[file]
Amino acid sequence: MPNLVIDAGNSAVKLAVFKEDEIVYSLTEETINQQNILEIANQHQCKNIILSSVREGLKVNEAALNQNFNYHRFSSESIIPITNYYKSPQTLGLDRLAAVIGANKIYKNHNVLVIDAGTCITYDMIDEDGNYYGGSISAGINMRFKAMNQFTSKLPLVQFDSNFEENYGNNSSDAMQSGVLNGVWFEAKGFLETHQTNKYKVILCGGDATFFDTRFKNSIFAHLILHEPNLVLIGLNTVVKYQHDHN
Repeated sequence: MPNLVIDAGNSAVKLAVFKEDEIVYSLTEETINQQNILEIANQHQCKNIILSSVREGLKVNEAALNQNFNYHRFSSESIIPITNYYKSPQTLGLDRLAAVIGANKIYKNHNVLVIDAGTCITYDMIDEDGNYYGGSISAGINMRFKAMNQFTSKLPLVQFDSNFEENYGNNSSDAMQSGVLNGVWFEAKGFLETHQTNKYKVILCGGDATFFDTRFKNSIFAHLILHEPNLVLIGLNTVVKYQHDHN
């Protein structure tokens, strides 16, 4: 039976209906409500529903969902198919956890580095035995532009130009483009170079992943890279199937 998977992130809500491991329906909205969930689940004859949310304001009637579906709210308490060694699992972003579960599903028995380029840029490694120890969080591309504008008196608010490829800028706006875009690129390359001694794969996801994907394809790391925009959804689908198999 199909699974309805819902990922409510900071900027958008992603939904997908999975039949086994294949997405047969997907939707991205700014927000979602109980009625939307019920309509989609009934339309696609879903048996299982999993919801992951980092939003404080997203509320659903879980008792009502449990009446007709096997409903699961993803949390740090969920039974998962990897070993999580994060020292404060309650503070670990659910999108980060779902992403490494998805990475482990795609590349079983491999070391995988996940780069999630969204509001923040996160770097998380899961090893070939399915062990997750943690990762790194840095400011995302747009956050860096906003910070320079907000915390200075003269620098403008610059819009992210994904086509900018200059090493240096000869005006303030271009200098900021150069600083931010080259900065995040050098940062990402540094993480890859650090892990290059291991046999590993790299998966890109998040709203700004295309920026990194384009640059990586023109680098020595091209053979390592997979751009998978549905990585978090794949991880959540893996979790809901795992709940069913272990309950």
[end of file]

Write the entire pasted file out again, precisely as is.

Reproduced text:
Amino acid sequence: MPNLVIDAGNSAVKLAVFKEDEIVYSLTEETINQQNILEIANQHQCKNIILSSVREGLKVNEAALNQNFNYHRFSSESIIPITNYYKSPQTLGLDRLAAVIGANKIYKNHNVLVIDAGTCITYDMIDEDGNYYGGSISAGINMRFKAMNQFTSKLPLVQFDSNFEENYGNNSSDAMQSGVLNGVWFEAKGFLETHQTNKYKVILCGGDATFFDTRFKNSIFAHLILHEPNLVLIGLNTVVKYQHDHN
Repeated sequence: MPNLVIDAGNSAVKLAVFKEDEIVYSLTEETINQQNILEIANQHQCKNIILSSVREGLKVNEAALNQNFNYHRFSSESIIPITNYYKSPQTLGLDRLAAVIGANKIYKNHNVLVIDAGTCITYDMIDEDGNYYGGSISAGINMRFKAMNQFTSKLPLVQFDSNFEENYGNNSSDAMQSGVLNGVWFEAKGFLETHQTNKYKVILCGGDATFFDTRFKNSIFAHLILHEPNLVLIGLNTVVKYQHDHN
């Protein structure tokens, strides 16, 4: 039976209906409500529903969902198919956890580095035995532009130009483009170079992943890279199937 998977992130809500491991329906909205969930689940004859949310304001009637579906709210308490060694699992972003579960599903028995380029840029490694120890969080591309504008008196608010490829800028706006875009690129390359001694794969996801994907394809790391925009959804689908198999 199909699974309805819902990922409510900071900027958008992603939904997908999975039949086994294949997405047969997907939707991205700014927000979602109980009625939307019920309509989609009934339309696609879903048996299982999993919801992951980092939003404080997203509320659903879980008792009502449990009446007709096997409903699961993803949390740090969920039974998962990897070993999580994060020292404060309650503070670990659910999108980060779902992403490494998805990475482990795609590349079983491999070391995988996940780069999630969204509001923040996160770097998380899961090893070939399915062990997750943690990762790194840095400011995302747009956050860096906003910070320079907000915390200075003269620098403008610059819009992210994904086509900018200059090493240096000869005006303030271009200098900021150069600083931010080259900065995040050098940062990402540094993480890859650090892990290059291991046999590993790299998966890109998040709203700004295309920026990194384009640059990586023109680098020595091209053979390592997979751009998978549905990585978090794949991880959540893996979790809901795992709940069913272990309950």